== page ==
forces particulary the STF in the east is not blameless either. If Tiger
modus operandi is perceived as the hidden hand in contemporary civilian
demonstrations by the armed forces, the Tamil people nurse long felt
grievances against the military establishment notably the STF on account
of the long war bankrolled by western nations now promoting peace. The
STF created under Junius Richard Jayewardene was a brainchild of his son
Ravi, who for some undisclosed reason is currently defence advisor to
his cousin Ranil Wickremesinghe. Although nominally of the police the
STF was a specialised commando unit. The STF was a cruelly crafted
instrument for instilling terror into the Tamil people. This the STF did
well particularly in the Eastern Province. STF personnel remained
independent and retained impunity. The massacre of Tamil youths in
Colombo and suburbs in 1995, the detention of STF personnel in that
connection and the subsequent reluctance by the AG's Department in
prosecuting being a glaring example.
The Kanchirankudah STF camp in particular has a notorious
record. The infamous massacres of Tamil civilians in Thangavela-
yuthapuram and Inspector Ettram are attributed to
personnel stationed here in those times. Sections of the STF have been
accused of harbouring deep resentment of the Tamils in general and the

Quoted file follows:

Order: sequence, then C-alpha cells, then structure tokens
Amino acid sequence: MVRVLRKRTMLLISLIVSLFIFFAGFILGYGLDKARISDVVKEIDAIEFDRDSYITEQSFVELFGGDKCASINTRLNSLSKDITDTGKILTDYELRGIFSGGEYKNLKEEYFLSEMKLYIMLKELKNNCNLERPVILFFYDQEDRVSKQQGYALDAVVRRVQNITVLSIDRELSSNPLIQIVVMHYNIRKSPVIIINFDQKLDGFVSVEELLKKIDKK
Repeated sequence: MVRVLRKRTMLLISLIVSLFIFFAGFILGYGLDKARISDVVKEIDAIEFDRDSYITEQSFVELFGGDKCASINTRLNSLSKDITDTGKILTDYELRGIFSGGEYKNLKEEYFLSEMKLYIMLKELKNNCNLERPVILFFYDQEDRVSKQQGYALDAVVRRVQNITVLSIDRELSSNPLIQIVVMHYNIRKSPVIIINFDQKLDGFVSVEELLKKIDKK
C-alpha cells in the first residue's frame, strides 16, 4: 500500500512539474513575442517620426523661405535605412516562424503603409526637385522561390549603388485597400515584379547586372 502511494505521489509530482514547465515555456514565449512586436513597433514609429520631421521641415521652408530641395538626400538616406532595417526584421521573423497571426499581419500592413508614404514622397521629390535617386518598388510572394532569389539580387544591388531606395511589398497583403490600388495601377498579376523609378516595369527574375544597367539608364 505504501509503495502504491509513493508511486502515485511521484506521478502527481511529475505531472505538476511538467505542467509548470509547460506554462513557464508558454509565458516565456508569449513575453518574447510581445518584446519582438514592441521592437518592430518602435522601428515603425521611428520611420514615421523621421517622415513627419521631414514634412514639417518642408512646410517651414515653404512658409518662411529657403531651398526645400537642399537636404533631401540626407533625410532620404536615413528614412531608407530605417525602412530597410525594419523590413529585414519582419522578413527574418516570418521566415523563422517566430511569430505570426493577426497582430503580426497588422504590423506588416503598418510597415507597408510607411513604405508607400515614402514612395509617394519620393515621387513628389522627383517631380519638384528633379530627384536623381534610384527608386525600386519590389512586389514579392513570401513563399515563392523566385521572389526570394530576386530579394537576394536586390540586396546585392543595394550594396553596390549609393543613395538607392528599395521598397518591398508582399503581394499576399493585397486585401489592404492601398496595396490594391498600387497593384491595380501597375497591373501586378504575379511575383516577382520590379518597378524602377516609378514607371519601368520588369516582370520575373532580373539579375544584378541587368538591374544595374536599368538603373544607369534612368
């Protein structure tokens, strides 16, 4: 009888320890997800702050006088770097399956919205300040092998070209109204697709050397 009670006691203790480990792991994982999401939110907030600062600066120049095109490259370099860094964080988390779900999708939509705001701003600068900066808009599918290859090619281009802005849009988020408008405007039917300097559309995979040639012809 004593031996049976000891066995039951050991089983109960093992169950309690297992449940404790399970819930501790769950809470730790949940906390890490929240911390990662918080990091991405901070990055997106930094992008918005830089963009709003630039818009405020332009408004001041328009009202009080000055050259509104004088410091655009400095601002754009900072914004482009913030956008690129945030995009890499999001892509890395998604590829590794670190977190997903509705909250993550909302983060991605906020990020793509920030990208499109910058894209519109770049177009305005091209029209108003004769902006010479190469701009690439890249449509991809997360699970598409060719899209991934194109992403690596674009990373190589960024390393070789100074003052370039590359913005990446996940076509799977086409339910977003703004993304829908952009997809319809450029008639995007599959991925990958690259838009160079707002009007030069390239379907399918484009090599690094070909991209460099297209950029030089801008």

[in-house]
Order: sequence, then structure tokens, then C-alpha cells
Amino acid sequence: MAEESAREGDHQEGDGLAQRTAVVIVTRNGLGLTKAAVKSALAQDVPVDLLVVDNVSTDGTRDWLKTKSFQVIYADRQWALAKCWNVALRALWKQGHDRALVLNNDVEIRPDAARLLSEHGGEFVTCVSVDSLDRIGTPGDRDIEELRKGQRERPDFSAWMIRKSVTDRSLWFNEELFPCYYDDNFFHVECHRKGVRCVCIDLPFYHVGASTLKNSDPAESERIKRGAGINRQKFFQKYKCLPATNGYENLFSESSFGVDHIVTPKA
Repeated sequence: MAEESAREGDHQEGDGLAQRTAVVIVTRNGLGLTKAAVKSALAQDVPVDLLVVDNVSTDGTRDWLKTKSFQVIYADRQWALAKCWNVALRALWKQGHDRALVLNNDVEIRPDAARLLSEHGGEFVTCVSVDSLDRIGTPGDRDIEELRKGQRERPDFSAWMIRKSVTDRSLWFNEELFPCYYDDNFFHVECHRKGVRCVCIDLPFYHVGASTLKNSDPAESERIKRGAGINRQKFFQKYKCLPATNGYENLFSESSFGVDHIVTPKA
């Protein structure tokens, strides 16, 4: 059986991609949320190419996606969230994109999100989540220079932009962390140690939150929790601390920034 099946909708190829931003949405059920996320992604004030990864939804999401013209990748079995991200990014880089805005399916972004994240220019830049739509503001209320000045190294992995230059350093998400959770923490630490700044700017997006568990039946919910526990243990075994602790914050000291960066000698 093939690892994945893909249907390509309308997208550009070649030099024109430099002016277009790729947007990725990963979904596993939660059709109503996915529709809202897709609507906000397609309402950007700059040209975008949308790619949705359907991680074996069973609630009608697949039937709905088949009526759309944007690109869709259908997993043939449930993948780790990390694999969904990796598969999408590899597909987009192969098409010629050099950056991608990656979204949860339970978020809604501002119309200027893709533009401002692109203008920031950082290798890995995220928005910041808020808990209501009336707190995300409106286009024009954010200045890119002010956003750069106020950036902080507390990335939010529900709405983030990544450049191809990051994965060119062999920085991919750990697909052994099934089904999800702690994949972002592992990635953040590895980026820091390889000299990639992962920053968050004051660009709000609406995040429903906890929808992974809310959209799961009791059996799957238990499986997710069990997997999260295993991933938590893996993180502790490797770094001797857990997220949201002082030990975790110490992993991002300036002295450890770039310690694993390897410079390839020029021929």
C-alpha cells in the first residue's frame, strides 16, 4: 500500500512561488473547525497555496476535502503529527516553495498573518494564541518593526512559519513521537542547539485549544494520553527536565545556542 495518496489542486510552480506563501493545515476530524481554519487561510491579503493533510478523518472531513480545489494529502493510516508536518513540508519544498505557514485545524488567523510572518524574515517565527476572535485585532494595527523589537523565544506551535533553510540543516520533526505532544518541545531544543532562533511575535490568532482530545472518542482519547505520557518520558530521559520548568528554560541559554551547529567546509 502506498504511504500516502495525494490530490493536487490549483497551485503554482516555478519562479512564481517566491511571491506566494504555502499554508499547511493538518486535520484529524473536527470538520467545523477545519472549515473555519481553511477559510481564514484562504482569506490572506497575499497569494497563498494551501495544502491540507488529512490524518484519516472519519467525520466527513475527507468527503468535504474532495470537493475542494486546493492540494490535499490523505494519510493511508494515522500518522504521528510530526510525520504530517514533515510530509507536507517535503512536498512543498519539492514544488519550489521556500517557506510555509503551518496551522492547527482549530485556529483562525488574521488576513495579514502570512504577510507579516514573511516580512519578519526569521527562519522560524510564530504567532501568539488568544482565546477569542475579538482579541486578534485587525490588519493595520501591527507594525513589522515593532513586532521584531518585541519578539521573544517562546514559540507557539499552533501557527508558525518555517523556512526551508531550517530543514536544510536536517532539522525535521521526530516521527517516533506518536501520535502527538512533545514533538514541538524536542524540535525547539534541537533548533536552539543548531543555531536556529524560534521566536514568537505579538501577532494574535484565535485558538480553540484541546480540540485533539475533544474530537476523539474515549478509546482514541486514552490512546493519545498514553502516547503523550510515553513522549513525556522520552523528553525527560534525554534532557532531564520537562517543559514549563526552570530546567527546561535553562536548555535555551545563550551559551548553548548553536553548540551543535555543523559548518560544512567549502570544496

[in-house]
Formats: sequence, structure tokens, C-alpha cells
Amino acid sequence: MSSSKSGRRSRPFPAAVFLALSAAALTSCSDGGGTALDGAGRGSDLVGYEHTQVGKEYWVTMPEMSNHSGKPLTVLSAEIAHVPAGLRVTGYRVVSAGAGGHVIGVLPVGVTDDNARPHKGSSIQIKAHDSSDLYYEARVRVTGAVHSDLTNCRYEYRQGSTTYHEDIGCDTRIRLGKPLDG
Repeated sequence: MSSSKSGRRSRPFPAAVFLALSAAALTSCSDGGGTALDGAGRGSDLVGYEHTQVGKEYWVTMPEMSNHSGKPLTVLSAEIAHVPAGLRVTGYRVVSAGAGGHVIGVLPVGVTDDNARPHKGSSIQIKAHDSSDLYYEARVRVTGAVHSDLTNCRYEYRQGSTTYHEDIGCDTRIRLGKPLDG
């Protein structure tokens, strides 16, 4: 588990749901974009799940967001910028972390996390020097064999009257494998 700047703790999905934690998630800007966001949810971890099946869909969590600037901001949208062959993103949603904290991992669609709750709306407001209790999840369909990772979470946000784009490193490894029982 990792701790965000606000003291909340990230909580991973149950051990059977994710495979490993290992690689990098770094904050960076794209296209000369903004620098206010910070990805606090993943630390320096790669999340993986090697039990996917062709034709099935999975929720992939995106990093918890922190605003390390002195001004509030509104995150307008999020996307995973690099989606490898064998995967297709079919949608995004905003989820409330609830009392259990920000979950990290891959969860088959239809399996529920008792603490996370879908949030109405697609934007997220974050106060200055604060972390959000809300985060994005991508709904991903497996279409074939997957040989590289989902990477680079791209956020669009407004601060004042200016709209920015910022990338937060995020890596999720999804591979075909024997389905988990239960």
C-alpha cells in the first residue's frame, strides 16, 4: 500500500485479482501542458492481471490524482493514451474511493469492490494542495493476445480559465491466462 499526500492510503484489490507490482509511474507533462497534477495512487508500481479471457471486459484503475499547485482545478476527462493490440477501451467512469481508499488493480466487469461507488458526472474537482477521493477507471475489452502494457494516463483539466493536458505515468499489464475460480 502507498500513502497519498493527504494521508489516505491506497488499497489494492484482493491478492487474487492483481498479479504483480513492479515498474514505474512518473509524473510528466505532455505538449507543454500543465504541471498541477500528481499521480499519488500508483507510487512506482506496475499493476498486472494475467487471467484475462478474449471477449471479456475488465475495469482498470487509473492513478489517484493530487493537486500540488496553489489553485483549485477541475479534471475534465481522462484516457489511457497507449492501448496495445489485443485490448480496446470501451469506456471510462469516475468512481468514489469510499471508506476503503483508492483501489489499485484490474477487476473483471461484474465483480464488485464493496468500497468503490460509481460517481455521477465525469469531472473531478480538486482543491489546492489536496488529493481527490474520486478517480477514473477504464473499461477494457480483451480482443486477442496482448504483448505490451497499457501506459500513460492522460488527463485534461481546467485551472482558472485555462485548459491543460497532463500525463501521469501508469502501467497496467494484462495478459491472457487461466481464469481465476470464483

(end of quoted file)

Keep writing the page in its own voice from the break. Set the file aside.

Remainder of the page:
Tigers in particular. It is an open secret that substantial sections of
the armed forces are not happy with the peace process and have engaged
in activity aimed at sabotaging the ceasefire. The Kanchirankudah STF
personnel too have been involved in provocative incidents occasionally
during the ceasefire period. It was only two weeks ago that the wife of
a schoolmaster was attacked. Tamil United Liberation Front (TULF)
Parliamentarian from the Amparai District, Chandra Nehru Ariyanayagam
had a pertinent observation in an interview to a Tamil radio on October
9. He charged that some STF personnel attached to this camp had been
extorting money from civilians in the past and had supplemented their
"income." This had ceased or decreased significantly after the
ceasefire. The STF miscreants were therefore miffed at this loss of
income and were hostile to the ceasefire.
The Kanchirankudah killings have therefore to be viewed
in this historical context. A massive hartal has been called in the
Tamil areas to protest the shooting and killings. What is tragic about
this entire tragedy is that it need never have happened. The LTTE
continues to display its irresponsibility in exposing civilians
unnecessarily to harm. Even if the LTTE claims that it had no hand in
the demonstration it is crystal clear that it could have prevented it
and that it would not have escalated without perceived tacit Tiger
Likewise the STF used to a pattern of using unrestrained
force on Tamils in the past has been acting true to form. The assault on
Tiger leaders was unwarranted and deserves disciplinary censure. The
firing on civilians too necessitates intensive investigation. Given past
history it is a remote possibility that any STF personnel will ever be
found fault with officially. The least that could be done is to devise